Meeting New People Can Be Scary

August 30, 2018 Jonathan Berg

It is scary to open up to new people

I have been in a weird place recently. I am normally a very social person, and I love meeting new people. But I have found, as part of trying to healthily cope with my mental illness, that meeting new people comes with a lot of anxiety. Why? Because getting to know someone new means opening up, which means talking about my mental illness, which means the very real chance of rejection. This is not only a romantic rejection, but also platonic and professional.

So what are the options? I can go through life with only the people I already know and love by my side. Though while they are amazing, that leaves something to be desired. Option two is that I can meet new people but hide my illness and the drama that accompanies it. This is the approach I took for about twenty years, and ultimately culminated in multiple breakdowns, as well as the loss of people I came to care about when they found out the truth. So all that remains is to face the fear.

Here are some tips I have learned for how best to cope with the struggle of opening up to someone new.

Remember the Upside of Meeting New People

This is the big one for me. As much as opening up to someone can bring the very real chance of rejection, it can also give me the incredible positive of a new person in my life who understands me and the struggles I face, and chooses to remain despite those. That is an amazing thing, and something that isn't possible without the risk of the negatives. Remember, love -- any version of love -- is even more wonderful because it is giving someone else the chance to break your heart, and knowing that they choose not to. Even one person who becomes a new friend, a true friend, is worth a hundred rejections, though they might suck at the time.

With New People, Learn When and How to Share

I have learned the hard way that there are better and worse times and ways to share that I have bipolar II disorder. I have learned that it is not the right answer to a first getting to know you question without a prompt, that it doesn't belong in my bio on a dating site, and that sending it via text is typically asking for, at the very least, a long pause that will make me go nuts. So how and when is best?

I try to bring up my illness in person, rather than over the phone or text. In this way, I can read someone's body language, and also be present to answer any questions it might bring up. Normally, there are plenty. People want to know if I am on medication, if I have ever attempted suicide, if it is "managed," and more. Over text or even the phone, it is harder to have a conversation about mental illness, rather than simply to mention that I have one.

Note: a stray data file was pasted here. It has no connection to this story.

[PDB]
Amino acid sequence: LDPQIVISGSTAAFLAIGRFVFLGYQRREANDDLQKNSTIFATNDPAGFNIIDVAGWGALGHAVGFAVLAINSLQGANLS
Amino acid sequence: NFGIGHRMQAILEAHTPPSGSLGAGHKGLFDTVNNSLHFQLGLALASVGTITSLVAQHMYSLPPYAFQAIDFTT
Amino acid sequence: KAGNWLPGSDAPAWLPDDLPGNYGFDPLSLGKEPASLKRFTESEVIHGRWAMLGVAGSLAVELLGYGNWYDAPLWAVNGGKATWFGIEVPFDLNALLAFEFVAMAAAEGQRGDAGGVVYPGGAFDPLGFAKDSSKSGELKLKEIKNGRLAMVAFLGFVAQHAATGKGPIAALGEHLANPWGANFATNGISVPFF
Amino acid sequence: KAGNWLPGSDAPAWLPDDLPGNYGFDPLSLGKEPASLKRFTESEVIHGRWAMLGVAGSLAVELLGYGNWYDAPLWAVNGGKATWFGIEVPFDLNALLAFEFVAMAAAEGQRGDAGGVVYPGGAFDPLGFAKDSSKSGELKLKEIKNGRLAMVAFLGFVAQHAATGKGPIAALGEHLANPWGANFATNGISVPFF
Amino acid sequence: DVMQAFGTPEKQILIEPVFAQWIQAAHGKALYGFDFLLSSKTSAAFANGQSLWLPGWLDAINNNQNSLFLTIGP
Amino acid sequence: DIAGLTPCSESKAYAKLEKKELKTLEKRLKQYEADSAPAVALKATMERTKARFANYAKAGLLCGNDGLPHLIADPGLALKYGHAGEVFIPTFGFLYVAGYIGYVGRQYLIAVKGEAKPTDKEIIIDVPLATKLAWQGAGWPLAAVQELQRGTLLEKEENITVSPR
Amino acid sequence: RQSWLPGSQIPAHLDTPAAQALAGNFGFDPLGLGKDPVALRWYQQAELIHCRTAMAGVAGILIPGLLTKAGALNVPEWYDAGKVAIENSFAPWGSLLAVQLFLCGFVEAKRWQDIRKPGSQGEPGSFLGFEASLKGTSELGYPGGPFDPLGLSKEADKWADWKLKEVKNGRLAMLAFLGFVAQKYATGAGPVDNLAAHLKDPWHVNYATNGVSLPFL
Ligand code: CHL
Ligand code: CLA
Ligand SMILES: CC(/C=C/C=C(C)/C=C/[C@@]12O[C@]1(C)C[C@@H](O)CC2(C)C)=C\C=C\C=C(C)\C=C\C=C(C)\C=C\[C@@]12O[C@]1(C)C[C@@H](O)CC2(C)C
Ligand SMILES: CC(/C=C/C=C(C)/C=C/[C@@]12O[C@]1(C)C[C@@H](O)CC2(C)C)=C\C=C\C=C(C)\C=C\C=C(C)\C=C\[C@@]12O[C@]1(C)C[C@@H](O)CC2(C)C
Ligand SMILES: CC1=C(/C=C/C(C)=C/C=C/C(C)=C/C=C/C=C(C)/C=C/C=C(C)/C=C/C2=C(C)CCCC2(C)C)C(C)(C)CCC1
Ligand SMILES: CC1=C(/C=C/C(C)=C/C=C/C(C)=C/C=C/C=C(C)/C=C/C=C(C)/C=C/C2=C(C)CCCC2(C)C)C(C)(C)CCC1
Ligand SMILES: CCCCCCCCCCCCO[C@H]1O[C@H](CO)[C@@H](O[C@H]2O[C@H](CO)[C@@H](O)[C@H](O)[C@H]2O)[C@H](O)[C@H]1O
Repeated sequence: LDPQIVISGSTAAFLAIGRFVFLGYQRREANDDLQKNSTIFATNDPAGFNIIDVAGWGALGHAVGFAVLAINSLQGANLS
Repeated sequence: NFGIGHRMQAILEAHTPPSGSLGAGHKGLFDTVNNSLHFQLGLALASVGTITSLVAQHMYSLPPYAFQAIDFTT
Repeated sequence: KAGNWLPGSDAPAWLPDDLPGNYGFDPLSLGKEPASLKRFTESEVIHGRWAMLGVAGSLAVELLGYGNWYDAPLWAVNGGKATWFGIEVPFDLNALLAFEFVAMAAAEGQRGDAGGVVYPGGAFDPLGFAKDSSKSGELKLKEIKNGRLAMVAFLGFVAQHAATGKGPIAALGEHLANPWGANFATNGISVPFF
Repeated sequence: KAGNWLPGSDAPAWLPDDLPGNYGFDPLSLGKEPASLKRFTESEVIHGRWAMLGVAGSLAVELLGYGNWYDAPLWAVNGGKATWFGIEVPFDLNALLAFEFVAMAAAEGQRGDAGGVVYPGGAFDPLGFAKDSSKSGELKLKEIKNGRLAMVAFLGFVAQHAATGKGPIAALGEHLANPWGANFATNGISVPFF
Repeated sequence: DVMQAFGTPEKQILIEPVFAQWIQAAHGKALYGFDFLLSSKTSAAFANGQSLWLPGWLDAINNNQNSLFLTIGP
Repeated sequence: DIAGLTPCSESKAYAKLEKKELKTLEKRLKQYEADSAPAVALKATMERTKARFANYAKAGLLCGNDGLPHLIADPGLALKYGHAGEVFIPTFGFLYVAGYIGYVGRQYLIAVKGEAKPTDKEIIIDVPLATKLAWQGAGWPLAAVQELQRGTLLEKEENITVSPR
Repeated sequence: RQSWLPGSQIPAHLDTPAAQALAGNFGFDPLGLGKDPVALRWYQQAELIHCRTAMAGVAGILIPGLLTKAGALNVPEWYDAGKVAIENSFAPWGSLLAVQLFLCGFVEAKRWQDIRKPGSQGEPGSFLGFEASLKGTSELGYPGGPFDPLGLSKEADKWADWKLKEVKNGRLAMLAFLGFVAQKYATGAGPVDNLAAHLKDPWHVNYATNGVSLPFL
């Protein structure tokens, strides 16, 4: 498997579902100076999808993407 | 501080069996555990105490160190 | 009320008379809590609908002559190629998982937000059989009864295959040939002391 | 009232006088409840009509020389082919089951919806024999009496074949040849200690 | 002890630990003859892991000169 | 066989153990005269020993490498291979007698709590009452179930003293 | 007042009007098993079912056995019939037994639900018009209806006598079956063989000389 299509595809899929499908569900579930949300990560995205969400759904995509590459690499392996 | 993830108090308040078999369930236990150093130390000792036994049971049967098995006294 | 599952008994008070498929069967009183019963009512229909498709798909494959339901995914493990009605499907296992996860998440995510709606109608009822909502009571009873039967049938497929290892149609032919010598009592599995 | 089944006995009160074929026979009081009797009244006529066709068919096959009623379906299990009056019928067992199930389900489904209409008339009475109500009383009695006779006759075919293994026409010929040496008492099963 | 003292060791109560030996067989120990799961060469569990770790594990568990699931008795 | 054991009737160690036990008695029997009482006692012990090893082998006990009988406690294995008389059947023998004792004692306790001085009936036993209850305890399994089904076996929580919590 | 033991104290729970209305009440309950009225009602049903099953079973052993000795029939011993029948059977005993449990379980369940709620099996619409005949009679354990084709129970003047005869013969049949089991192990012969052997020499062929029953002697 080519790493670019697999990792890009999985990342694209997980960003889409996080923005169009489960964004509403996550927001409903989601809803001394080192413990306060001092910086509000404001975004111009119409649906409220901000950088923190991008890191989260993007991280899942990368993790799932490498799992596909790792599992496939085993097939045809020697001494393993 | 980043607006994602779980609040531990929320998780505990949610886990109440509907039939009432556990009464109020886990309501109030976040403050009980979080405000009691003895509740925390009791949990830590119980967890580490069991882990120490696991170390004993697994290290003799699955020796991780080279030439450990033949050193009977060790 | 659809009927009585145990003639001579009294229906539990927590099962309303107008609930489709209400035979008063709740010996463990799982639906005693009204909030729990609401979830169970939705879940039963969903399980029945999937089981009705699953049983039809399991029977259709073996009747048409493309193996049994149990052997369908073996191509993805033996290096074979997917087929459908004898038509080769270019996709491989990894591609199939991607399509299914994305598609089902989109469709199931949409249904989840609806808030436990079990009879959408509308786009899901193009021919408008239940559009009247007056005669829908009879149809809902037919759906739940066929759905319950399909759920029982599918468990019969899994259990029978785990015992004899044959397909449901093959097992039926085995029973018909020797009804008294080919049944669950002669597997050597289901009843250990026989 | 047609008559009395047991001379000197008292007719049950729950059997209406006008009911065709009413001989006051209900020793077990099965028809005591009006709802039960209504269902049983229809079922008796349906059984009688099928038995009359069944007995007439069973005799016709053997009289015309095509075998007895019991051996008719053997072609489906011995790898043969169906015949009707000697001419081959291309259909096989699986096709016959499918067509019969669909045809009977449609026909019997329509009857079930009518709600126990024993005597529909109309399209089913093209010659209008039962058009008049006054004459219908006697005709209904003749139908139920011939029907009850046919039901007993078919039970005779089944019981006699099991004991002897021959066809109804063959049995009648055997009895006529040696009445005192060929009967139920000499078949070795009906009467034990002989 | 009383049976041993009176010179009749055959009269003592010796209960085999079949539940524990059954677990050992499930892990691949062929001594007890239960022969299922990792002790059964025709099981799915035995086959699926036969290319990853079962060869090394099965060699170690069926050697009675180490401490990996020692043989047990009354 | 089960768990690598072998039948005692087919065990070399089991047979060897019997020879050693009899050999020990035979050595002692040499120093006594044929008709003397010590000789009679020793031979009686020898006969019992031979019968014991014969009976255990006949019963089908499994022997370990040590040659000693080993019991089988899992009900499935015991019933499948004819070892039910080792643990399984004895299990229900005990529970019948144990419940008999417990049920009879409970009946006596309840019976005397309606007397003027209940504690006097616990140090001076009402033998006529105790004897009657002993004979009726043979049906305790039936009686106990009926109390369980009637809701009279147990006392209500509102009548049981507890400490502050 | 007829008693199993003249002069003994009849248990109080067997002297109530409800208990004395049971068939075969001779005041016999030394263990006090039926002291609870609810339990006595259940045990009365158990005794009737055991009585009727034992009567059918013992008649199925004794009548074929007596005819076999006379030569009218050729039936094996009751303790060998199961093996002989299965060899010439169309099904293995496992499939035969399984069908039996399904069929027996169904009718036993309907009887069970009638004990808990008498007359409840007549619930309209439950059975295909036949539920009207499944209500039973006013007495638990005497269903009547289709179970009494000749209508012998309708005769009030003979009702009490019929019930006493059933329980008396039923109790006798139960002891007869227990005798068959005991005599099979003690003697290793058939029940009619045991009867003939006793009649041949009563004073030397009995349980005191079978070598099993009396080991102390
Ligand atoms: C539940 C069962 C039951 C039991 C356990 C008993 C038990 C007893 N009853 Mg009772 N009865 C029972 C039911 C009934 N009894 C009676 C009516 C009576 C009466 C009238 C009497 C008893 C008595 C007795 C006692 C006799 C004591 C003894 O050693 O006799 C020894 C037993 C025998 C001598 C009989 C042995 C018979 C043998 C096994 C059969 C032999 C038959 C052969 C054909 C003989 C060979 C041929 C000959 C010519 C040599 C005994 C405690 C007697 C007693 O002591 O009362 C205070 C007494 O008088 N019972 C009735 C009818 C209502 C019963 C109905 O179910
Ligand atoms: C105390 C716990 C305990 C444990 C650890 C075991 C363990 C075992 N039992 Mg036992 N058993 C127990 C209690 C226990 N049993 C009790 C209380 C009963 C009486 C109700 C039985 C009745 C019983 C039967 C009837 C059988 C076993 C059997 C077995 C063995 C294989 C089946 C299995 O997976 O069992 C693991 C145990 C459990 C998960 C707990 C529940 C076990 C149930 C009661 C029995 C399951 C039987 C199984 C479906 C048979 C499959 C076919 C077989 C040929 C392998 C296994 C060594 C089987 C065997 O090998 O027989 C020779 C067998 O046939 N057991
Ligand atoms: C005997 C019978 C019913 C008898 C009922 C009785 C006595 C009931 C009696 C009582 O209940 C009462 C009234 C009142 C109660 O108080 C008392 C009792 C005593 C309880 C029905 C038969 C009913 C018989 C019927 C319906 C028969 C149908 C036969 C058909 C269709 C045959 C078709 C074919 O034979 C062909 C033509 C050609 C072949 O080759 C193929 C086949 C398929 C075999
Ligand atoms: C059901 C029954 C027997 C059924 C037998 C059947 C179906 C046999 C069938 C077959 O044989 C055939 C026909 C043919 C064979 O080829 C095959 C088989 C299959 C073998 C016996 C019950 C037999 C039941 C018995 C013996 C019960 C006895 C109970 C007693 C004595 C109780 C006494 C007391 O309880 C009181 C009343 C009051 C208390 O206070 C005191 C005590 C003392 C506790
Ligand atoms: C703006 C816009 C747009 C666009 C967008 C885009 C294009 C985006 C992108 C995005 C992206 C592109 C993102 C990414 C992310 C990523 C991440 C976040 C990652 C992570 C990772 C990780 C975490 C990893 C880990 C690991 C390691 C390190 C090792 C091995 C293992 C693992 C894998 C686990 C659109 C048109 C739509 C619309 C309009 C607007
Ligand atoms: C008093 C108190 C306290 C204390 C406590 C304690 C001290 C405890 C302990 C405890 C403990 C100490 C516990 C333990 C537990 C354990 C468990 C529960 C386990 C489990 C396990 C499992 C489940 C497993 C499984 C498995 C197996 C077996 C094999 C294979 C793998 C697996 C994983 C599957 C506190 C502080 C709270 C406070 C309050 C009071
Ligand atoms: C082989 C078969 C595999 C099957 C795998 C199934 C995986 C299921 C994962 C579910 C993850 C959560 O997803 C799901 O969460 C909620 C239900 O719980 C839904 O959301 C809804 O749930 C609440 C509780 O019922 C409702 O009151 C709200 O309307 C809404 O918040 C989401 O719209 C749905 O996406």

While many people prefer to wait until someone knows them before opening up, I also prefer to have the conversation in the fairly early stages of getting to know someone. Think date three or before, or the equivalent of a friendship. While I don't agree with those who feel this way, I do understand that it is a deal-breaker for many people out there. I prefer to let those people leave my life before I get attached.

No matter the situation, it is a scary thing to meet new people and open up to someone new. Many times, you will be greeted with hurt, but if done right and with the right person, it can lead to something very special. I talked a bit about it when I was in Vancouver last week, and here is that video.

APA Reference
Berg, J. (2018, August 30). Meeting New People Can Be Scary, HealthyPlace. Retrieved on 2024, June 20 from

Author: Jonathan Berg

Jonathan Berg is a former non-profit executive who decided to chuck it all and become a travel blogger. He is passionate about good food, amazing experiences, and helping those who struggle with mental illness as he does. Find Jonathan on TwitterFacebookGoogle+ and his blog.

Shalonda Jemison
September, 4 2018 at 6:12 pm

Hello Jonathon,
This post is exactly what I needed to read about opening up to new people. When it comes to socializing, the schizoaffective diagnosis feels like a insurmountable hurdle, because fear grabs my ears and places "new voices" in my head. Goodness knows, I've got enough banter from the peanut gallery during stressful times. However, reading your posts fills me with hope that finding one person, among all the rejection, is worth letting people in. I await the day with open arms to have complete and total acceptance.
Thanks for sharing your experience and I look forward to reading more articles by you.

September, 12 2018 at 11:38 am

Hi Shalonda,
Just remember, there is no such thing as an insurmountable hurdle. Yes, we drew a bad hand when it comes to our illnesses, but with time we can learn to cope and even to thrive. Thank you for being a part of this community!

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